Even stronger, I still hope we see more "paper-perfect" bankers doing the "perp-walk". . . in the middle of a mine field.  

Thursday, March 6, 2014

Thinking About Keystone

Democrats argue we must mitigate the effects of climate change.  Republicans agree -- but add we shouldn't spend any money until at least 100% of climate scientists agree on the causes and solutions.

As someone who lives on a beach and doesn't know a single climate scientist or climatologist, all I do know is that I have put my nose next to the exhaust pipe of my car and cannot imagine any good coming from it.  It is nasty stuff, indeed!  That is the extent of my environmental analysis.

You would think President Obama would have already killed the Keystone Pipeline.  However, the environmental impact study showed only negligible environment impact from the construction of the 1,700 mile pipeline and subsequent transportation of 700,000 barrels of tar-sands every day.  Besides, a $5.4 billion dollar infrastructure project would be good for the economy.  Did I mention a boatload of jobs would also be created?  All this makes the president reluctant to kill the project.  But, is that the real reason?

BusinessWeek has an interesting perspective on it.  To understand our decision-making process, one needs to study the decision-making process of OPEC nations.  After all, we are one of the world's largest producer and soon may be a significant exporter, not an importer, of oil.  We are not vulnerable like Europe and Asia.

In the OPEC nations, government is largely an extension of the energy or natural resource companies.  In the U.S. alone, oil companies spend $140 million each year on lobbying alone.  Why would they spend so much if they are not getting anything for it?  They have invested $365 million directly into Federal elections over the last 25 years.

The conclusion is that Obama would love to kill the project but cannot stand up to the oil company lobbyists.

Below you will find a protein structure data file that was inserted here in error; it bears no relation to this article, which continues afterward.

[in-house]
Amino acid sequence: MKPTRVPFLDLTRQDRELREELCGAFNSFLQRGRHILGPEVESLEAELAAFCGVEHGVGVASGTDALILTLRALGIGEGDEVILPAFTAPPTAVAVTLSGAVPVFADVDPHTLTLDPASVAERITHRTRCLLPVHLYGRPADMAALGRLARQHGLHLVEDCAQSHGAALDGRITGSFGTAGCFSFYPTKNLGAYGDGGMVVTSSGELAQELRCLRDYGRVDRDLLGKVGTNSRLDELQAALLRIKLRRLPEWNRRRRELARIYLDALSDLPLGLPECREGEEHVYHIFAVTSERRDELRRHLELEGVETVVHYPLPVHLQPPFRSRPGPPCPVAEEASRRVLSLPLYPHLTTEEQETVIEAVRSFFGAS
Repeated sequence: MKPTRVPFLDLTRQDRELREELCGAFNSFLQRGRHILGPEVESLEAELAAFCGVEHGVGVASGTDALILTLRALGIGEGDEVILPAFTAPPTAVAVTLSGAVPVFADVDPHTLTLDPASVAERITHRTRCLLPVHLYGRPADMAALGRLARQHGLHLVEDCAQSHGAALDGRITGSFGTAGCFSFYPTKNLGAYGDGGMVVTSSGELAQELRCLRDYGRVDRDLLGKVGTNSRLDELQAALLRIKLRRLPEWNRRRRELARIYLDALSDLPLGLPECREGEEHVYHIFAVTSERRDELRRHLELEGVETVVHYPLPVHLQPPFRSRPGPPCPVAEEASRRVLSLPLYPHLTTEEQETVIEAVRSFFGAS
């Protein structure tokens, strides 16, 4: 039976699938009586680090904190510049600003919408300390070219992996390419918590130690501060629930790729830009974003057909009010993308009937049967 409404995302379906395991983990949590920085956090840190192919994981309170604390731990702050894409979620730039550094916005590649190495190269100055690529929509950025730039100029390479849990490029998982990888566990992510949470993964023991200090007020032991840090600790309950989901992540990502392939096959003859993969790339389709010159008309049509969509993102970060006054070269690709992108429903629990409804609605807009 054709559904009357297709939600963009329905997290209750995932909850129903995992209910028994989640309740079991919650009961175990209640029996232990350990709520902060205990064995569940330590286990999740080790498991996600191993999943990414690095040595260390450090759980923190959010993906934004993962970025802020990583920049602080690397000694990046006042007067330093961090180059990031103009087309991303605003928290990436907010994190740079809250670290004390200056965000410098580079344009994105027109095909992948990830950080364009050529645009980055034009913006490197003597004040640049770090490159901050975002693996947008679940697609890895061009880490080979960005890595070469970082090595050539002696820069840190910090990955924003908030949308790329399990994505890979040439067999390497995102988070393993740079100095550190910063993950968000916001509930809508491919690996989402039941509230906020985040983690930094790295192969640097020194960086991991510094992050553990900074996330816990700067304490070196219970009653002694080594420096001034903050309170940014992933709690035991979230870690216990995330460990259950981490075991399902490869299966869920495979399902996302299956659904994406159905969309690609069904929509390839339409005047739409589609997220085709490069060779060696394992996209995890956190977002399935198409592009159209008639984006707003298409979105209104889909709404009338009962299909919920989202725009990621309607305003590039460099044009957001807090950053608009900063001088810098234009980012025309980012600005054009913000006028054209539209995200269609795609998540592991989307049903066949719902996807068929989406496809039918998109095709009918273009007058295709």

Now, I wonder what would happen if Putin and Assad fired their army and hired a bunch of  lobbyists . . .


Monday, March 3, 2014

Wobbling Weebles

Everybody remembers the old Hasbro TV commercial that "weebles wobble, but they don't fall down."  That's how I felt when I watched stock markets around the world this morning.  Virtually every market in every nation is down and down sharply.  Of course, this is a reaction to the Russian invasion of Crimea over the weekend.

Asia was down 1.0-1.5 percent overnight.  Europe is down 1.5-2.0 percent.  Futures indicate the U.S. markets will drop about a percentage point today.

However, the Russian stock market is already down 13% in one day.  Capital is racing to escape Russia, and their currency is plunging.  Putin is already paying a price.  Who needs diplomacy anyway?  I suspect Putin has his arms around a tar-baby, that will be difficult to dis-engage.

The world is not ending, and it is a good time to pick up some stocks cheap . . . before they stop wobbling!

Saturday, March 1, 2014

Don Quixote Was Not a CFP

There is a serious effort underway to get more financial advisors to run for public office.  It is a fairly safe assumption that the vast majority of financial advisors are at least vaguely familiar with sound financial practices, as well as investment vehicles.  In fact, the fee-only financial advisors are even intimately familiar with the notion that they must do whatever is right for their clients/voters, which is called fiduciary responsibility.  So, why aren't there any financial advisors serving in Congress?

Maybe, the reason that SEC auditors cannot identify the dozen or so Ponzi schemes each year is because they are blindly following laws written by non-financial advisors?  If so, Congress NEEDS real financial advisors.

While I have been a city councilman and appointed to two different state authorities by two different governors in two different states, there is no way I would ever run for office again!

The securities industry is tightly regulated.  Running for office makes a financial advisor subject to excessive regulatory audits, as well as his employer.  (One of the largest brokerage firms recently fired two stockbrokers who filed to run for a political office.)  If I vote a certain way, did I do it because I thought it was the right thing to do?  Or, did I vote to benefit my clients, who might own certain securities?  I am guilty until proven innocent.  Every vote that helps my clients would be suspect, while every vote that doesn't help my clients puts me in violation of my fiduciary responsibility to do whatever is in the their best interest.

Plus, my clients should not penalize me for my political beliefs, but they are human, after all, and political vitriol is fashionable these days.  And, no client wants to read some political attack on their financial advisors, like he filed his income tax return late one year while serving in the Army.

Personally, I'd rather find some windmill and attack it!

But, is America better off without financial advisors in Congress?